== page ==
Another character quality to develop is vairagya, which means equal vision or seeing God in all people equally.  It takes some awareness and some character development to hold this awareness.

A third quality is samadhi shakta sampadi, which means the six qualities of the mind.  These need to be developed to receive the higher awareness.  The six qualities of mind are: 1) shama – mental focus; 2) dama – control of the senses, so that one is not affected by hot or by cold for example; 3) uparati – staying centered in the midst of paradox; 4) titiksha – perseverance in the face of obstacles; 5) shraddah – faith; and 6) samadhana – one-pointed focus on God in the midst of everything going on.   These are qualities take some development and intention.  You don’t just walk on to the field and start throwing passes and calling plays, without knowing the playbook.  You have to follow a bit and listen to the teachers and have discipline and strength.

Another spiritual quality is spiritual courage.  In Hebrew we call this ometz.  Spiritual life requires courage because, when one is serious, one is ready to step out of one’s comfort zone and into the unknown.  This is being willing to peacefully face whatever is coming and the go beyond your comfort zone, and also beyond carrying the past around.  This is symbolized in the Torah by Moses walking up the mountain into the unknown.  Spiritual courage is a critical and important quality.  Another quality is honor.  Honor is more important to spiritual life that we sometimes think.  Unfortunately, people have misused the word honor and given the false message that your word does not matter or that honor is about ego.  This is a very shallow understanding but the truth is the great teachers in the great traditions talk about honor.  They don’t teach that you should slander your neighbor, or stealing of the mind, or deception for personal economic gain. These actions are spiritually dishonorable.  Maintaining spiritual honor requires building character. All of these character qualities are important and your word counts.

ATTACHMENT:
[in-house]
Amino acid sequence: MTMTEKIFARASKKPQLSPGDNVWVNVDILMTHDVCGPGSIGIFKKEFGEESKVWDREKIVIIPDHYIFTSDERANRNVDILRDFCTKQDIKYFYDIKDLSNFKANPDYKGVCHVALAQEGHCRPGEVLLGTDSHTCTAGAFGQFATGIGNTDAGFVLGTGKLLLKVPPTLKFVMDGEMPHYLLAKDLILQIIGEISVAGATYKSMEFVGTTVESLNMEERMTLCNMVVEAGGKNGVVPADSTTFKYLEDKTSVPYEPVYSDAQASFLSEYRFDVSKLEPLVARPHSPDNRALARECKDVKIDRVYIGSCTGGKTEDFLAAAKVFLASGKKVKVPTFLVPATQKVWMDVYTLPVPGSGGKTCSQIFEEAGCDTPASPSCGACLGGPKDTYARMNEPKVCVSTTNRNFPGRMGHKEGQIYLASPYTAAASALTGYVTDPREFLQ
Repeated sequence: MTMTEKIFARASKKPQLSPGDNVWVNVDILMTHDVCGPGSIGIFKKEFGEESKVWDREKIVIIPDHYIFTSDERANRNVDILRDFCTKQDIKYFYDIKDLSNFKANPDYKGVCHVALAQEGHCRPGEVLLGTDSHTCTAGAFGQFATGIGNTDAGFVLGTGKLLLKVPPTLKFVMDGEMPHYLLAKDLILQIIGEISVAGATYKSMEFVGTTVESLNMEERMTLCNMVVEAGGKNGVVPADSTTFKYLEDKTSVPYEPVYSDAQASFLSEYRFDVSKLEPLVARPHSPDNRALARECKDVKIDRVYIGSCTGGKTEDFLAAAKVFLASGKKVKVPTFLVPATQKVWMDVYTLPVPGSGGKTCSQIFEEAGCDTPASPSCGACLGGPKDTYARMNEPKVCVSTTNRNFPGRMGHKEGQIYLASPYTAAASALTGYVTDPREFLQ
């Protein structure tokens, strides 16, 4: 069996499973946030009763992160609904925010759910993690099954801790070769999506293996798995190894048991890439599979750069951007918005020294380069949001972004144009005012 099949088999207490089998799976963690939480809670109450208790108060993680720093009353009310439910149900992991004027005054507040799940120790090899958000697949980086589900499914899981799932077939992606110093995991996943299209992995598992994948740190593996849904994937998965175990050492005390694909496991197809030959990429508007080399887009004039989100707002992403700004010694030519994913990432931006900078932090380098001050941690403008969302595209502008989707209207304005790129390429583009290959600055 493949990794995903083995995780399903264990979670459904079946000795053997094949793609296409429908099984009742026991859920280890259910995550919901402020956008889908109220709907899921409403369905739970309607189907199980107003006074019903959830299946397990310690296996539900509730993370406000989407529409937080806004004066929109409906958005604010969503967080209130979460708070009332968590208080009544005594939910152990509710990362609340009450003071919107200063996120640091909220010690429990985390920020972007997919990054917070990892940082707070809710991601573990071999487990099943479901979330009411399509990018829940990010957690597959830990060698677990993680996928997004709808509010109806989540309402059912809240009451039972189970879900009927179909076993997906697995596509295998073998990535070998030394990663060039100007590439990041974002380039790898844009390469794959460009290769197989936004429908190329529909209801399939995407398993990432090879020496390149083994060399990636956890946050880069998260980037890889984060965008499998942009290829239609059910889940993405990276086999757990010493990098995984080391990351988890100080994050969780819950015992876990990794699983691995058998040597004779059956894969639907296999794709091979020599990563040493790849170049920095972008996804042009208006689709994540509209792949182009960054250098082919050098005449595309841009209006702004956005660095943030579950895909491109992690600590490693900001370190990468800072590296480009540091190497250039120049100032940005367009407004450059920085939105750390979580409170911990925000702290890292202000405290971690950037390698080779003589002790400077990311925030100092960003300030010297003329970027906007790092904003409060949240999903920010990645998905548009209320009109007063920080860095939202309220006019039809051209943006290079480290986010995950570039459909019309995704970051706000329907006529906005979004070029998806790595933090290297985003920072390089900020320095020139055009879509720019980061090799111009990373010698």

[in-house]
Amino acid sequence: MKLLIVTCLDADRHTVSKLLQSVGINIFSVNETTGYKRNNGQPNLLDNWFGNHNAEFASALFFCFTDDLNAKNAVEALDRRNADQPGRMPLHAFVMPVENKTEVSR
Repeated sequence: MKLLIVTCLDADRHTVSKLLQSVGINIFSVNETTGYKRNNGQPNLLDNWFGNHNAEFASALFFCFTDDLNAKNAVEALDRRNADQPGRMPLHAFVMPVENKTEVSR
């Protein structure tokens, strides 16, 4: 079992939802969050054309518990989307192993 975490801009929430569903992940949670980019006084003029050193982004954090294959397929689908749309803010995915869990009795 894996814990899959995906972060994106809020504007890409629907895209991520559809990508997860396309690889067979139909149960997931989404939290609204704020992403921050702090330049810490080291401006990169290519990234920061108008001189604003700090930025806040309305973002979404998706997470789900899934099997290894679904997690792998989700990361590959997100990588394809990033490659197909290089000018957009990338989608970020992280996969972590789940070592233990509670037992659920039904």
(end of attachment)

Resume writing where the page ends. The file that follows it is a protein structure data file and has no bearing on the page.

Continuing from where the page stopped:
The perennial, classical, spiritual teachings are that to get to the higher consciousness levels, one necessarily and naturally has to master these character qualities.  One can have different spiritual abilities but these don’t matter if one can’t master these basic qualities.  There is also musar, which is upholding the morals and the ethics. Then there is also arvut, which is responsibility.  Some people think that spiritual life is not connected with being responsible.  We see this in the New Age, where it is “all about unconditional love” and one doesn’t really have to be responsible or honor commitments.  These character qualities are seen as being out of date.  Character is never out of date.  These have been the perennial teachings for thousands of years. It will continue to be relevant, no matter how we want to create a relative reality. This is because they are the foundation required for the spiritual path.  They build the vessel to hold the energy.

May everybody be blessed with the ability to be open to the great traditions in their classical form and the summarizing teaching – “Before you can lead, you need to follow.”